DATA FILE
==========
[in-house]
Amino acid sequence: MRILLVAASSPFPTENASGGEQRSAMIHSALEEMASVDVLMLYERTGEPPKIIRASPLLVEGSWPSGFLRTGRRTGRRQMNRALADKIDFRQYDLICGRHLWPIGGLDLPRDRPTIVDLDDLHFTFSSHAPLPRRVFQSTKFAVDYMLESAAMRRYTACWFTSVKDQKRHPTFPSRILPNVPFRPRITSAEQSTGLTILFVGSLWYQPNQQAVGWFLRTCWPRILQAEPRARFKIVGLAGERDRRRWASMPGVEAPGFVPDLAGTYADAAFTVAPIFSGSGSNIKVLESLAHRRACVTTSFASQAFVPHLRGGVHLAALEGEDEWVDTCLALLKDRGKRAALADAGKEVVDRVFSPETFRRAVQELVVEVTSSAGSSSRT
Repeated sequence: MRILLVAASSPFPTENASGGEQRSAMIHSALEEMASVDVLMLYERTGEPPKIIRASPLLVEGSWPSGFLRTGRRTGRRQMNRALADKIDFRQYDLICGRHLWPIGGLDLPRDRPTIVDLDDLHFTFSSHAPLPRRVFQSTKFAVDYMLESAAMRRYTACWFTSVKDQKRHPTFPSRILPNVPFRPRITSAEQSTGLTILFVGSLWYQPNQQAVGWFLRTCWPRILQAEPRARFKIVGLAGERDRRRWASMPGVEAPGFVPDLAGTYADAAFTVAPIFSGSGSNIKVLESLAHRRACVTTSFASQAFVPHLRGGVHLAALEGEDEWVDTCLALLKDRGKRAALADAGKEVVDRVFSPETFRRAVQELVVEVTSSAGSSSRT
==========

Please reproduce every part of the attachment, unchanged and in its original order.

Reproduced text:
[in-house]
Amino acid sequence: MRILLVAASSPFPTENASGGEQRSAMIHSALEEMASVDVLMLYERTGEPPKIIRASPLLVEGSWPSGFLRTGRRTGRRQMNRALADKIDFRQYDLICGRHLWPIGGLDLPRDRPTIVDLDDLHFTFSSHAPLPRRVFQSTKFAVDYMLESAAMRRYTACWFTSVKDQKRHPTFPSRILPNVPFRPRITSAEQSTGLTILFVGSLWYQPNQQAVGWFLRTCWPRILQAEPRARFKIVGLAGERDRRRWASMPGVEAPGFVPDLAGTYADAAFTVAPIFSGSGSNIKVLESLAHRRACVTTSFASQAFVPHLRGGVHLAALEGEDEWVDTCLALLKDRGKRAALADAGKEVVDRVFSPETFRRAVQELVVEVTSSAGSSSRT
Repeated sequence: MRILLVAASSPFPTENASGGEQRSAMIHSALEEMASVDVLMLYERTGEPPKIIRASPLLVEGSWPSGFLRTGRRTGRRQMNRALADKIDFRQYDLICGRHLWPIGGLDLPRDRPTIVDLDDLHFTFSSHAPLPRRVFQSTKFAVDYMLESAAMRRYTACWFTSVKDQKRHPTFPSRILPNVPFRPRITSAEQSTGLTILFVGSLWYQPNQQAVGWFLRTCWPRILQAEPRARFKIVGLAGERDRRRWASMPGVEAPGFVPDLAGTYADAAFTVAPIFSGSGSNIKVLESLAHRRACVTTSFASQAFVPHLRGGVHLAALEGEDEWVDTCLALLKDRGKRAALADAGKEVVDRVFSPETFRRAVQELVVEVTSSAGSSSRT